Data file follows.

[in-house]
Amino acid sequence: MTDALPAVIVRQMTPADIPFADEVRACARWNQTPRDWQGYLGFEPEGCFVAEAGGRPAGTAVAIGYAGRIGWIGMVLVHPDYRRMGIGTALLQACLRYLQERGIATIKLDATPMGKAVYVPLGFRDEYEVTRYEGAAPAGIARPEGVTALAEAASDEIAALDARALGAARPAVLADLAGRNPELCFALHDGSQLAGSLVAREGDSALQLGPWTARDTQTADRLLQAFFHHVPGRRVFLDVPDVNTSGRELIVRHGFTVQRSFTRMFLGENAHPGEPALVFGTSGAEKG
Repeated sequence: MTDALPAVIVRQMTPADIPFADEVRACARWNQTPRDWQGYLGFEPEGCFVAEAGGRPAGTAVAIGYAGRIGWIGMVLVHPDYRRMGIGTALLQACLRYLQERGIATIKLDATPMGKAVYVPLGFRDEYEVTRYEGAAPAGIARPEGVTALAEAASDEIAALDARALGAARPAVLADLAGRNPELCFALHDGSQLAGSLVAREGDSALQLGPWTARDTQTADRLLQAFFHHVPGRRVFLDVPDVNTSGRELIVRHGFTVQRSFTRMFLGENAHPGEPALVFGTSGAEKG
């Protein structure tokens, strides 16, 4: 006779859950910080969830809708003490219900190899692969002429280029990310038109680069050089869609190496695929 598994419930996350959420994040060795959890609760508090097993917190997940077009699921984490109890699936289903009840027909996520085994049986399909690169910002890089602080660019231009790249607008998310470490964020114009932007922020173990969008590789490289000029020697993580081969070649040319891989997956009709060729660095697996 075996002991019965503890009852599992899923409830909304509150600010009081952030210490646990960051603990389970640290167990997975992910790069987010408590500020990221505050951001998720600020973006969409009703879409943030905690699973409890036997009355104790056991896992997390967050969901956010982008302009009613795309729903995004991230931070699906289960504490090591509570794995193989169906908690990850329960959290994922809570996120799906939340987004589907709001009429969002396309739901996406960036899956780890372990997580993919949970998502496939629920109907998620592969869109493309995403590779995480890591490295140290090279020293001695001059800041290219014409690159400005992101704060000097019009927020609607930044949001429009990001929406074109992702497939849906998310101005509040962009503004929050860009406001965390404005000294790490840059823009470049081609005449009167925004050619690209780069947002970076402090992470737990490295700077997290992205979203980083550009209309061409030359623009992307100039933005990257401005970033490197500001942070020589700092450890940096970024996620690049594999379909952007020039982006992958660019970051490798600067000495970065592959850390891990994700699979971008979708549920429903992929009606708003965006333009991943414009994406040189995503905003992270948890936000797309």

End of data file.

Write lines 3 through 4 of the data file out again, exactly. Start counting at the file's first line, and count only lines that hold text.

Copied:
Repeated sequence: MTDALPAVIVRQMTPADIPFADEVRACARWNQTPRDWQGYLGFEPEGCFVAEAGGRPAGTAVAIGYAGRIGWIGMVLVHPDYRRMGIGTALLQACLRYLQERGIATIKLDATPMGKAVYVPLGFRDEYEVTRYEGAAPAGIARPEGVTALAEAASDEIAALDARALGAARPAVLADLAGRNPELCFALHDGSQLAGSLVAREGDSALQLGPWTARDTQTADRLLQAFFHHVPGRRVFLDVPDVNTSGRELIVRHGFTVQRSFTRMFLGENAHPGEPALVFGTSGAEKG
């Protein structure tokens, strides 16, 4: 006779859950910080969830809708003490219900190899692969002429280029990310038109680069050089869609190496695929 598994419930996350959420994040060795959890609760508090097993917190997940077009699921984490109890699936289903009840027909996520085994049986399909690169910002890089602080660019231009790249607008998310470490964020114009932007922020173990969008590789490289000029020697993580081969070649040319891989997956009709060729660095697996 075996002991019965503890009852599992899923409830909304509150600010009081952030210490646990960051603990389970640290167990997975992910790069987010408590500020990221505050951001998720600020973006969409009703879409943030905690699973409890036997009355104790056991896992997390967050969901956010982008302009009613795309729903995004991230931070699906289960504490090591509570794995193989169906908690990850329960959290994922809570996120799906939340987004589907709001009429969002396309739901996406960036899956780890372990997580993919949970998502496939629920109907998620592969869109493309995403590779995480890591490295140290090279020293001695001059800041290219014409690159400005992101704060000097019009927020609607930044949001429009990001929406074109992702497939849906998310101005509040962009503004929050860009406001965390404005000294790490840059823009470049081609005449009167925004050619690209780069947002970076402090992470737990490295700077997290992205979203980083550009209309061409030359623009992307100039933005990257401005970033490197500001942070020589700092450890940096970024996620690049594999379909952007020039982006992958660019970051490798600067000495970065592959850390891990994700699979971008979708549920429903992929009606708003965006333009991943414009994406040189995503905003992270948890936000797309």